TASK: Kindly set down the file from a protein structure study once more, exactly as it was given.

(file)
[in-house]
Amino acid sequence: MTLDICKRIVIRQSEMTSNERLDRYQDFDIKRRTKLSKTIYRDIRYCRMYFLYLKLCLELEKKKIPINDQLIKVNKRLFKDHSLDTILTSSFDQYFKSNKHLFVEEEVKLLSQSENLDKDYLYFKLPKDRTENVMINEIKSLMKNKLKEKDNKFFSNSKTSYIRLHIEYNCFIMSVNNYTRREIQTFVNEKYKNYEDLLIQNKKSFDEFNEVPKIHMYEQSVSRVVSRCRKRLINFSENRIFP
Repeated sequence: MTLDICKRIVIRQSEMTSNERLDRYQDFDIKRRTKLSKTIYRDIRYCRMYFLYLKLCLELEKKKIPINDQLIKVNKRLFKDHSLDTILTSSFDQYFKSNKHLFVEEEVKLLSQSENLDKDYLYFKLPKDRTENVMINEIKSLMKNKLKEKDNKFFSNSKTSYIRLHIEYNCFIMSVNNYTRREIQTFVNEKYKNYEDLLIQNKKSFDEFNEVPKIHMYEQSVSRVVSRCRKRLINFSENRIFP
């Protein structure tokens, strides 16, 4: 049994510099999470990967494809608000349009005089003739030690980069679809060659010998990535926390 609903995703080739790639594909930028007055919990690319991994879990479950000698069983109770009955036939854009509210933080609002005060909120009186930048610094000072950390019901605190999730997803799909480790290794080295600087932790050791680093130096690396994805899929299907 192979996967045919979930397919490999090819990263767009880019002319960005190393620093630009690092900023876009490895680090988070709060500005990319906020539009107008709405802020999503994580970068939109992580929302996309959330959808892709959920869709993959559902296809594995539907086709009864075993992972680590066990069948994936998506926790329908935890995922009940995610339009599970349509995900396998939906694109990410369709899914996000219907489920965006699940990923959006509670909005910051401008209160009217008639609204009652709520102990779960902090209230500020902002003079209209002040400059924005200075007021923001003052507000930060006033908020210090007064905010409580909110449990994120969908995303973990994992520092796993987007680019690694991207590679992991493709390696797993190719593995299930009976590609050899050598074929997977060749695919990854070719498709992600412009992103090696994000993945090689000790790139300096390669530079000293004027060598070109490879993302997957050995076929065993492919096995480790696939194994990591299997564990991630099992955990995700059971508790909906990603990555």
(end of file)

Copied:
[in-house]
Amino acid sequence: MTLDICKRIVIRQSEMTSNERLDRYQDFDIKRRTKLSKTIYRDIRYCRMYFLYLKLCLELEKKKIPINDQLIKVNKRLFKDHSLDTILTSSFDQYFKSNKHLFVEEEVKLLSQSENLDKDYLYFKLPKDRTENVMINEIKSLMKNKLKEKDNKFFSNSKTSYIRLHIEYNCFIMSVNNYTRREIQTFVNEKYKNYEDLLIQNKKSFDEFNEVPKIHMYEQSVSRVVSRCRKRLINFSENRIFP
Repeated sequence: MTLDICKRIVIRQSEMTSNERLDRYQDFDIKRRTKLSKTIYRDIRYCRMYFLYLKLCLELEKKKIPINDQLIKVNKRLFKDHSLDTILTSSFDQYFKSNKHLFVEEEVKLLSQSENLDKDYLYFKLPKDRTENVMINEIKSLMKNKLKEKDNKFFSNSKTSYIRLHIEYNCFIMSVNNYTRREIQTFVNEKYKNYEDLLIQNKKSFDEFNEVPKIHMYEQSVSRVVSRCRKRLINFSENRIFP
């Protein structure tokens, strides 16, 4: 049994510099999470990967494809608000349009005089003739030690980069679809060659010998990535926390 609903995703080739790639594909930028007055919990690319991994879990479950000698069983109770009955036939854009509210933080609002005060909120009186930048610094000072950390019901605190999730997803799909480790290794080295600087932790050791680093130096690396994805899929299907 192979996967045919979930397919490999090819990263767009880019002319960005190393620093630009690092900023876009490895680090988070709060500005990319906020539009107008709405802020999503994580970068939109992580929302996309959330959808892709959920869709993959559902296809594995539907086709009864075993992972680590066990069948994936998506926790329908935890995922009940995610339009599970349509995900396998939906694109990410369709899914996000219907489920965006699940990923959006509670909005910051401008209160009217008639609204009652709520102990779960902090209230500020902002003079209209002040400059924005200075007021923001003052507000930060006033908020210090007064905010409580909110449990994120969908995303973990994992520092796993987007680019690694991207590679992991493709390696797993190719593995299930009976590609050899050598074929997977060749695919990854070719498709992600412009992103090696994000993945090689000790790139300096390669530079000293004027060598070109490879993302997957050995076929065993492919096995480790696939194994990591299997564990991630099992955990995700059971508790909906990603990555």